manger

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man·ger

 (mān′jər)
n.
A trough or an open box in which feed for livestock is placed.

[Middle English, from Old French mangeoire, from mangier, to eat, from Latin mandūcāre, from mandūcō, glutton, from mandere, to chew.]

manger

(ˈmeɪndʒə)
n
1. (Agriculture) a trough or box in a stable, barn, etc, from which horses or cattle feed
2. (Nautical Terms) nautical a basin-like construction in the bows of a vessel for catching water draining from an anchor rode or coming in through the hawseholes
[C14: from Old French maingeure food trough, from mangier to eat, ultimately from Latin mandūcāre to chew]

man•ger

(ˈmeɪn dʒər)

n.
a box or trough in a stable or barn from which livestock eat.
[1350–1400; Middle English < Old French mangëure, mainjure, derivative, with -ure -ure, of mangier to eat < Latin mandūcāre to chew, eat, v. derivative of mandūcus a gluttonous figure in farce]
ThesaurusAntonymsRelated WordsSynonymsLegend:
Noun1.manger - a container (usually in a barn or stable) from which cattle or horses feedmanger - a container (usually in a barn or stable) from which cattle or horses feed
bunk, feed bunk - a long trough for feeding cattle
container - any object that can be used to hold things (especially a large metal boxlike object of standardized dimensions that can be loaded from one form of transport to another)

manger

noun trough, feeder, crib All the feed went into one manger.
Translations
مِذْوَد، مَعْلَف الدّابَّه
žlab
krybbe
jata
sile
válov
yemlik
馬槽马槽

manger

[ˈmeɪndʒəʳ] Npesebre m

manger

[ˈmeɪndʒər] n (= food trough) → mangeoire f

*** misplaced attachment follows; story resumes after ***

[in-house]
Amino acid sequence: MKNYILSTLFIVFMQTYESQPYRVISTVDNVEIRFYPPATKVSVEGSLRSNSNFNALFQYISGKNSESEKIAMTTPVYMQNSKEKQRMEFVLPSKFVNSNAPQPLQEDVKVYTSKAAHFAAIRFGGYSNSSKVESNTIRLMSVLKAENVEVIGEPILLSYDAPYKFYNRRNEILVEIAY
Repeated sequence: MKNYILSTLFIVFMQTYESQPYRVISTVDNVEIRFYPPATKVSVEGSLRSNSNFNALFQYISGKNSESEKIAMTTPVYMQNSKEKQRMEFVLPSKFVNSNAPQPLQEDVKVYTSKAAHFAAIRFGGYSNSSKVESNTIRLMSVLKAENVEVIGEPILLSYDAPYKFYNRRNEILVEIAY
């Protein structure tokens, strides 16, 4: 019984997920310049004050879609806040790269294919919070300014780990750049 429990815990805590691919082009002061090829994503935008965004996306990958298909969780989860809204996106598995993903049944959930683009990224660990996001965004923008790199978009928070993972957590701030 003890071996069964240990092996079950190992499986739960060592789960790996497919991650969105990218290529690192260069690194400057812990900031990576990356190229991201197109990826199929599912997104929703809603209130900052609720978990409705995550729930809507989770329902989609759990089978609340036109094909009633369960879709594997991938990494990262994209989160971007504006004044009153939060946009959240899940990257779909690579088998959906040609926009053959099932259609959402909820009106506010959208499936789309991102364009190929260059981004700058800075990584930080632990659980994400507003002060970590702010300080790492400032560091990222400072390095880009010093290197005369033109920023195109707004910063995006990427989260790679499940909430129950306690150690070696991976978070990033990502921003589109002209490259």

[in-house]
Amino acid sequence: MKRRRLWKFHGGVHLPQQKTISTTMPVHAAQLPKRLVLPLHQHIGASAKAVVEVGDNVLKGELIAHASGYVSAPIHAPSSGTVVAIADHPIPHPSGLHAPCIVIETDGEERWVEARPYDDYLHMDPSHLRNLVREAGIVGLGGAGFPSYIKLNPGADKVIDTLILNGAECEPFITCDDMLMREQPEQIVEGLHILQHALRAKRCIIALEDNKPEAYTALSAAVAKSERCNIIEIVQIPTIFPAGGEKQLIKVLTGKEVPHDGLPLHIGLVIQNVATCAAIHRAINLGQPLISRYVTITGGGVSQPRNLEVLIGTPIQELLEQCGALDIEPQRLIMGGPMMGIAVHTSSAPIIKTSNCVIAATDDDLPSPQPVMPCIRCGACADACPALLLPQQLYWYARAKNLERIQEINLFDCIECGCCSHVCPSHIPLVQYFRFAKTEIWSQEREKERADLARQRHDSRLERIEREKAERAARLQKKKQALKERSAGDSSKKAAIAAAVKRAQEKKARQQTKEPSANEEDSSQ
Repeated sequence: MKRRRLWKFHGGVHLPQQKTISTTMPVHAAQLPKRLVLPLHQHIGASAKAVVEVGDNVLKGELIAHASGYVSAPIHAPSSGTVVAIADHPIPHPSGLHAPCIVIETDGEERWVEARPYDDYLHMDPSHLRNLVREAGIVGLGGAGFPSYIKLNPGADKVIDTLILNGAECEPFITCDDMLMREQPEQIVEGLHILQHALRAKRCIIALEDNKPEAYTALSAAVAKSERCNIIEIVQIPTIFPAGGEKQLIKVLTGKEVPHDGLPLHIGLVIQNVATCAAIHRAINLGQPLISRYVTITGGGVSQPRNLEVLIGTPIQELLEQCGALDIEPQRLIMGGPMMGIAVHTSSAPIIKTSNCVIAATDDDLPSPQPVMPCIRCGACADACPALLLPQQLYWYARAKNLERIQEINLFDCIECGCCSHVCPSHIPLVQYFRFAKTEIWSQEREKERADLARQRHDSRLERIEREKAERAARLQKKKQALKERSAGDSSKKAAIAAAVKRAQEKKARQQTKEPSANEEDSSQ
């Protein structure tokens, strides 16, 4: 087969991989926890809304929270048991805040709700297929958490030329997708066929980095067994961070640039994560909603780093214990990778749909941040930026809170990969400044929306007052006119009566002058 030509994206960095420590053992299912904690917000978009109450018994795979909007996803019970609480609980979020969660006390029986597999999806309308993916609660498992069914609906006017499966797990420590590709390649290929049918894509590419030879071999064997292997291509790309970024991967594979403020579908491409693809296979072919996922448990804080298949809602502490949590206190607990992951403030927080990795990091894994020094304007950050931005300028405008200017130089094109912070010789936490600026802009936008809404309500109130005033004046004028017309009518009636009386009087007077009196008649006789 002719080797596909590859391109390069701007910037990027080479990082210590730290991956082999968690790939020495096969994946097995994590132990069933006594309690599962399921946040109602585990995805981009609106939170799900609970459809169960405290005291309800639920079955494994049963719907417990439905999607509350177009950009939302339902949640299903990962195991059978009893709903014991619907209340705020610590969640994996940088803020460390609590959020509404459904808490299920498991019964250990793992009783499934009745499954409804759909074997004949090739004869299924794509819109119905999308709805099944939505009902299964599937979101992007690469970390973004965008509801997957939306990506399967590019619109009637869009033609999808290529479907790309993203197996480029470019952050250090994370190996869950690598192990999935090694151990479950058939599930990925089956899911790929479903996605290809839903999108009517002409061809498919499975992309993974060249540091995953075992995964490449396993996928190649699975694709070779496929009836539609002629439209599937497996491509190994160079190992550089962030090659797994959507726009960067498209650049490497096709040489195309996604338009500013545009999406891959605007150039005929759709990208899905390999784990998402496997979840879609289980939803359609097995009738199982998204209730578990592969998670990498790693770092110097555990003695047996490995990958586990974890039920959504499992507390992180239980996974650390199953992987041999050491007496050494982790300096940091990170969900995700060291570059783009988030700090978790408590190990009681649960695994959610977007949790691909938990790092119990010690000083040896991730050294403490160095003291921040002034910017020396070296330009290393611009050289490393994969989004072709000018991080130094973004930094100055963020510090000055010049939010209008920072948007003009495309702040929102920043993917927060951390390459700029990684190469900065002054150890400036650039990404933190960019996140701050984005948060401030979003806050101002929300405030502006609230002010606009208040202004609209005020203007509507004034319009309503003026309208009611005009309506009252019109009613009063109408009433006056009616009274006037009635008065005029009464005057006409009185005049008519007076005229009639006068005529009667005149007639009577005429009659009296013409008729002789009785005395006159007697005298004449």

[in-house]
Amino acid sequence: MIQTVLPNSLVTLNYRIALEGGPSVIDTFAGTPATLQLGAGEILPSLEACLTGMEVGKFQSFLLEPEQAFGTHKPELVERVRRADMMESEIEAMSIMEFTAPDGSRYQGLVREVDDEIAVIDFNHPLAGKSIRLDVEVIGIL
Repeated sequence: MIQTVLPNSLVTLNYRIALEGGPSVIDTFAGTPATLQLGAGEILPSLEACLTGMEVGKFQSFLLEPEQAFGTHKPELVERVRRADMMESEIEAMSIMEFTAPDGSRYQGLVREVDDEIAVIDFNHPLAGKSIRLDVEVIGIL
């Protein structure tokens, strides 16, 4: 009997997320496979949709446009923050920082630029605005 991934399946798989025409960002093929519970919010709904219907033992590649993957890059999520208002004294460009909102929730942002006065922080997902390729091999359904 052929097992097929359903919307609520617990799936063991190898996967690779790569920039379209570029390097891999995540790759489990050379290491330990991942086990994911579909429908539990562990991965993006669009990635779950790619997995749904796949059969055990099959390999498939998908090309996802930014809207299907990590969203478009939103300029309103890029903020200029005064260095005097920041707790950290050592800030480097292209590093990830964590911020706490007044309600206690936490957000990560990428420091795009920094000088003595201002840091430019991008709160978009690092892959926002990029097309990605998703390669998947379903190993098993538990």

manger

nKrippe f

manger

[ˈmeɪndʒəʳ] nmangiatoia

manger

(ˈmeindʒə) noun
a box or trough in which food for horses and cattle is placed.
References in classic literature ?
Their mangers were placed circular in the middle of the room, and divided into several partitions, round which they sat on their haunches, upon bosses of straw.
A Dog looking out for its afternoon nap jumped into the Manger of an Ox and lay there cosily upon the straw.
After putting him in a stable, his new master filled his manger with straw, but Pinocchio, after tasting a mouthful, spat it out.
The first stall was a large square one, shut in behind with a wooden gate; the others were common stalls, good stalls, but not nearly so large; it had a low rack for hay and a low manger for corn; it was called a loose box, because the horse that was put into it was not tied up, but left loose, to do as he liked.
Adrienne went through the ante-chamber, which served also as a salle a manger, and passed a small saloon, into the bed-chamber of her parent.
"Voulez-vous manger? N'ayez pas peur, on ne vous fera pas de mal,"* he added shyly and affectionately, touching the boy's hand.
Folks came and worshipped the baby, as people have bowed before the kingship of the new-born since long before the Wise Men of the East knelt in homage to the Royal Babe of the Bethlehem manger. Leslie, slowly finding herself amid the new conditions of her life, hovered over it, like a beautiful, golden-crowned Madonna.
Only one was lazily eating oats, dipping its nose into the manger. It was still gray out-of-doors.
He found his horse and that of Porthos fastened to the manger, but to an empty manger.
Right down below the White Horse is a curious deep and broad gully called "the Manger," into one side of which the hills fall with a series of the most lovely sweeping curves, known as "the Giant's Stairs." They are not a bit like stairs, but I never saw anything like them anywhere else, with their short green turf, and tender bluebells, and gossamer and thistle-down gleaming in the sun and the sheep-paths running along their sides like ruled lines.